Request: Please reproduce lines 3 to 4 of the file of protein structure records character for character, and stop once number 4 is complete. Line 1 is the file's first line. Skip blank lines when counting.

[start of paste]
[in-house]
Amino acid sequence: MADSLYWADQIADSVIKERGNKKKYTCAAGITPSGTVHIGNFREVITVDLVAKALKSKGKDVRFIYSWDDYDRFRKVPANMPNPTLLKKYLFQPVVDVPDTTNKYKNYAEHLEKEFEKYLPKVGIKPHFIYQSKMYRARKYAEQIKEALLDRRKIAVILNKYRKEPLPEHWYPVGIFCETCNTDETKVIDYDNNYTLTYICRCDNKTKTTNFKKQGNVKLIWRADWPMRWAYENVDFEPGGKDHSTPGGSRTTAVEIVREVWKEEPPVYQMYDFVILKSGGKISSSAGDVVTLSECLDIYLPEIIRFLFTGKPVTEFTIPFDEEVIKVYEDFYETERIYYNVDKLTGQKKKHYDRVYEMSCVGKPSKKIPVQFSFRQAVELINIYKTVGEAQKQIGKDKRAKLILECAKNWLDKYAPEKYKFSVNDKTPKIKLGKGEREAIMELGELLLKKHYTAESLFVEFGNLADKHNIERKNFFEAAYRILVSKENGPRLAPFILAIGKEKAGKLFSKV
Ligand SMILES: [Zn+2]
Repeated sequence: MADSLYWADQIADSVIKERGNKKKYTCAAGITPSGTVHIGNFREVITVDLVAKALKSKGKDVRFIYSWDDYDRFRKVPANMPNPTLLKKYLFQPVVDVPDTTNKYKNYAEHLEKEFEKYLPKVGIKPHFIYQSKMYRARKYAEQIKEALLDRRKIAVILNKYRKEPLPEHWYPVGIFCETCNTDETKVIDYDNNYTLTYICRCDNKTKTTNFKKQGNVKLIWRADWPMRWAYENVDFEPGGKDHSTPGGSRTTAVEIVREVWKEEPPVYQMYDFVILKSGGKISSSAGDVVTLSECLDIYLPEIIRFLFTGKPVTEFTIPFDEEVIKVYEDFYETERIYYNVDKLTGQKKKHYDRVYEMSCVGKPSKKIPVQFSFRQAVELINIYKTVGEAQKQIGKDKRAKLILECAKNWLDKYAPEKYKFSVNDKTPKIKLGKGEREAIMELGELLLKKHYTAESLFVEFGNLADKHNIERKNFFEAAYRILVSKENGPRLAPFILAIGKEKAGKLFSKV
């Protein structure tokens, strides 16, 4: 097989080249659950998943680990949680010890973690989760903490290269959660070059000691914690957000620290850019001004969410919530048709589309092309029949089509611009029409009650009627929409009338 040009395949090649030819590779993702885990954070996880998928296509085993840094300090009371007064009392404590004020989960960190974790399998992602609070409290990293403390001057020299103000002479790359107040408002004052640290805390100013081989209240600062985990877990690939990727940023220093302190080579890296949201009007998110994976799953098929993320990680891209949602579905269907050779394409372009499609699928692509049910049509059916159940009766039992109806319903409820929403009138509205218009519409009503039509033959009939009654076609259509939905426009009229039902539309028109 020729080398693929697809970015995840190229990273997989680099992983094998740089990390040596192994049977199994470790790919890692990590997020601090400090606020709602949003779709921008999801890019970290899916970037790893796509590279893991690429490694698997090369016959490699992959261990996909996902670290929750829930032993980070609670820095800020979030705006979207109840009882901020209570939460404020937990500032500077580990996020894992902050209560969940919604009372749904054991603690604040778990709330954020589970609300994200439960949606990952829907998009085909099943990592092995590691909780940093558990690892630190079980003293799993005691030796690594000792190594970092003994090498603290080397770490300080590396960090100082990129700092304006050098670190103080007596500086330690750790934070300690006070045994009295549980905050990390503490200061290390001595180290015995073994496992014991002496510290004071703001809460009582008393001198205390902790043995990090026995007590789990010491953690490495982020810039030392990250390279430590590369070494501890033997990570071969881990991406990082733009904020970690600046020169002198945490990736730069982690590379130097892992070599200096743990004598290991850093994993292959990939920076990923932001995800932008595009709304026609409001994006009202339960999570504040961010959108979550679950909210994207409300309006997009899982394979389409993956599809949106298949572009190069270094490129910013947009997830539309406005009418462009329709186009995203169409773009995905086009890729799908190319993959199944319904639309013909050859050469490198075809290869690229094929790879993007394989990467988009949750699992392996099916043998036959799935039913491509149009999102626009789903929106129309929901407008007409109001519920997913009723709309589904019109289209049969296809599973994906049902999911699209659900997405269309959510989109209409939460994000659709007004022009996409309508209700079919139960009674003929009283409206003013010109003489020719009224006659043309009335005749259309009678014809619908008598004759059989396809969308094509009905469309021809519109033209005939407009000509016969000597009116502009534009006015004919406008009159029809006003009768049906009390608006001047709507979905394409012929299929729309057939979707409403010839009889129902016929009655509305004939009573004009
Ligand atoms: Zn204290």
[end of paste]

Ligand SMILES: [Zn+2]
Repeated sequence: MADSLYWADQIADSVIKERGNKKKYTCAAGITPSGTVHIGNFREVITVDLVAKALKSKGKDVRFIYSWDDYDRFRKVPANMPNPTLLKKYLFQPVVDVPDTTNKYKNYAEHLEKEFEKYLPKVGIKPHFIYQSKMYRARKYAEQIKEALLDRRKIAVILNKYRKEPLPEHWYPVGIFCETCNTDETKVIDYDNNYTLTYICRCDNKTKTTNFKKQGNVKLIWRADWPMRWAYENVDFEPGGKDHSTPGGSRTTAVEIVREVWKEEPPVYQMYDFVILKSGGKISSSAGDVVTLSECLDIYLPEIIRFLFTGKPVTEFTIPFDEEVIKVYEDFYETERIYYNVDKLTGQKKKHYDRVYEMSCVGKPSKKIPVQFSFRQAVELINIYKTVGEAQKQIGKDKRAKLILECAKNWLDKYAPEKYKFSVNDKTPKIKLGKGEREAIMELGELLLKKHYTAESLFVEFGNLADKHNIERKNFFEAAYRILVSKENGPRLAPFILAIGKEKAGKLFSKV